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‘Why we’re worried about dearth of low-cost housing’

Palton Morgan Holdings is one player that has endured these circles and which ev

Housing is important to the development of any society, and it has both economic and welfare effects.

A development economist, Prof Akpan Ekpo, said, “Economically, investment in housing contributes to fixed capital formation, employment and substantial backward and forward linkages with the rest of the economy.

“Its welfare effects include shelter for the populace, access to health and educational facilities. Improved access to health and education services, as well as employment opportunities may lead to higher productivity and income for poor families.”

The real estate sector has gone through a boom and bust. The burst, which has been quite frequent, has helped to throw up resilient players with the never-say-die spirit.

Palton Morgan Holdings is one player that has endured these circles and which evolution has given rise to its subsidiaries that comprise PropertyMart, Grenadines Homes and Oceanna.

The firm has remained focused on acquisition, sales, construction and marketing of prime residential properties and superior client advisory services.

Regarded as one of the most successful real estate development and investment brands led by Nigerians and international teams, the management of Palton Morgan are worried about the dearth of low-cost housing in Nigeria.

The Group Managing Director (GMD) of Palton, Adeyinka Adesope, in a recent interview, said, “Affordable housing cuts across all the segments of the market: high, middle and low. What we did to address these different segments was to break our company into three. We have the one we started out with, that is PropertyMart, still playing at the bottom of the pyramid.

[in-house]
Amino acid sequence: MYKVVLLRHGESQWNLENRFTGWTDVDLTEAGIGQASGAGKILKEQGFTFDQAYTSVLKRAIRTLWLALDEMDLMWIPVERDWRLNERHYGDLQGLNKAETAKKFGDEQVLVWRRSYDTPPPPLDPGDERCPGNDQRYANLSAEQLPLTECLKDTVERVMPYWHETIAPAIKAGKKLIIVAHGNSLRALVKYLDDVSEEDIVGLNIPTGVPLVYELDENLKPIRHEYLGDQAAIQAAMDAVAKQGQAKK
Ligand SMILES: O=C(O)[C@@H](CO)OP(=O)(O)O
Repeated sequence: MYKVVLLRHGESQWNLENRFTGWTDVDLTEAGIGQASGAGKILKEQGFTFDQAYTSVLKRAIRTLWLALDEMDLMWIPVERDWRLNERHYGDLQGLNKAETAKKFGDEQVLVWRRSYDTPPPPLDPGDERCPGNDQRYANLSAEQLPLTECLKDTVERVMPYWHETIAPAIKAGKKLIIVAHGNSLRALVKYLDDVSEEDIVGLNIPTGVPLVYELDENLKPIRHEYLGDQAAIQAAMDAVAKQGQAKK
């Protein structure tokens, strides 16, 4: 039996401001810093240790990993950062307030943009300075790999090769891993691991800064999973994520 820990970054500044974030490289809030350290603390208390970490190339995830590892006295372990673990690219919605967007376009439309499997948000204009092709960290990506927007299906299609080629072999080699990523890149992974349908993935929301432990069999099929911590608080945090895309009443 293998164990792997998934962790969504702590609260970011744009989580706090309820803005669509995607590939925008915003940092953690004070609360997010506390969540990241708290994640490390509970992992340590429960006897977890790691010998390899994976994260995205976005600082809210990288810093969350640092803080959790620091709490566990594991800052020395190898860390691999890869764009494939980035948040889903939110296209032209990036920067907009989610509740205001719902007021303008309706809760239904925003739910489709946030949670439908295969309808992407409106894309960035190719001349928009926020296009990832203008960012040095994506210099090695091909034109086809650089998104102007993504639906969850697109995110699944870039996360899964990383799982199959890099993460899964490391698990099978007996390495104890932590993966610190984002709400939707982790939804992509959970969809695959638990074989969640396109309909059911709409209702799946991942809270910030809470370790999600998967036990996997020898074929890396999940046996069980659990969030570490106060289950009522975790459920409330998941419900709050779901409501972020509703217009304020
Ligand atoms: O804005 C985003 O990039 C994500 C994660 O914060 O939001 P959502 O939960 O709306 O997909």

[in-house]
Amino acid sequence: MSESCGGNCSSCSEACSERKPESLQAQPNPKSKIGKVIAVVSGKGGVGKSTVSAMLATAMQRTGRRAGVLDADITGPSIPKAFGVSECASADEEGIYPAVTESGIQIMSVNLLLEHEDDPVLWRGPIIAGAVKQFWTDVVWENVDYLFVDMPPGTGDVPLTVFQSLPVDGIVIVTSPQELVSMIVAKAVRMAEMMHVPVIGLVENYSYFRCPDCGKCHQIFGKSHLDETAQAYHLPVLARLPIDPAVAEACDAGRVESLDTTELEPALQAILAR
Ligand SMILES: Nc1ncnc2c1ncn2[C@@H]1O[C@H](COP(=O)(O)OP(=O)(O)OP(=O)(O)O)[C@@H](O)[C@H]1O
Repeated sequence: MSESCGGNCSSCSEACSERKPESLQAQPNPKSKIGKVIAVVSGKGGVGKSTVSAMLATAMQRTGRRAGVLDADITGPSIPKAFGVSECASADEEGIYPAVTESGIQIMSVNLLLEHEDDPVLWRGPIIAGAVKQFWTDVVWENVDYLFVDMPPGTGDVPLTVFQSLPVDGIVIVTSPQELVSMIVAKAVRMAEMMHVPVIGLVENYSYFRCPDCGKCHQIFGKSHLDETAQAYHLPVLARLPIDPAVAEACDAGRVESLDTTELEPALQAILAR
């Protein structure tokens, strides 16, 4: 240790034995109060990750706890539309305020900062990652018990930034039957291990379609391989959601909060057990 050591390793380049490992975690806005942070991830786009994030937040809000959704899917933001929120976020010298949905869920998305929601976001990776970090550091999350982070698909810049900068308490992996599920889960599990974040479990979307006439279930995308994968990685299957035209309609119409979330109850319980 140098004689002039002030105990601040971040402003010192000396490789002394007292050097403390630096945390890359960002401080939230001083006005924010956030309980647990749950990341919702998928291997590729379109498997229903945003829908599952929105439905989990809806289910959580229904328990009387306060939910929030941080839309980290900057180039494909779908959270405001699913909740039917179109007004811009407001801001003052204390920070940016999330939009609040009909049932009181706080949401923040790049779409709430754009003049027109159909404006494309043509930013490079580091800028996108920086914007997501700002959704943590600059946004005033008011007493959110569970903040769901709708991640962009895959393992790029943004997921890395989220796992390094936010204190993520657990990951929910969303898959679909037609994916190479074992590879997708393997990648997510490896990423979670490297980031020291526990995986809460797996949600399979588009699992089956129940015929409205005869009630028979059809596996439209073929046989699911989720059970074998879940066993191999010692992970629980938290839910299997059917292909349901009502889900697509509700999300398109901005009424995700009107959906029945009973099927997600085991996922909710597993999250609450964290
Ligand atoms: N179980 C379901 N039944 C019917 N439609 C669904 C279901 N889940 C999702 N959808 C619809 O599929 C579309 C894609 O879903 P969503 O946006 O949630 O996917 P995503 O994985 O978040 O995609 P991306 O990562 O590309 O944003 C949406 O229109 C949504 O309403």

“Grenadines Homes caters to middle and a bit of high end; Oceanna is in the high-end segment, but we have democratised it to a point where customers who have been with us could have a place there.”

Speaking on the economic and policy headwinds, Adesope said, “In Nigeria, something must be driving you to remain in business. Then, to grow and continue to expand without being frustrated or discouraged by the contradictions you find in our policies and economy, something more substantial must be driving you.”

He explained, however, that as a company, job creation had been a major driver and hence, “I will, therefore, say that it is creating jobs, redefining the landscape of Nigeria and beautifying the skylines that are really key to some of the things that are driving us as a company.”

Alone, the company knows it cannot create all the jobs or change all the narratives, but it can inspire the movement and sell the right culture which is what they have done with Oceanna – an iconic development located in Victoria Island, Lagos, with breath-taking architecture and arresting façade.

Adesope recalled that before this development, many high-rise buildings in Lagos were like council flats in the UK, but that people would call those buildings luxury developments just because they were on 15th floor and located in Ikoyi. Buyers even paid a lot of money to acquire them.

He said that with the architecture of Oceanna, they had been able to change the narrative such that “now when you come into the market, you see good architecture; people are redefining the skyline with the kind of development we see.”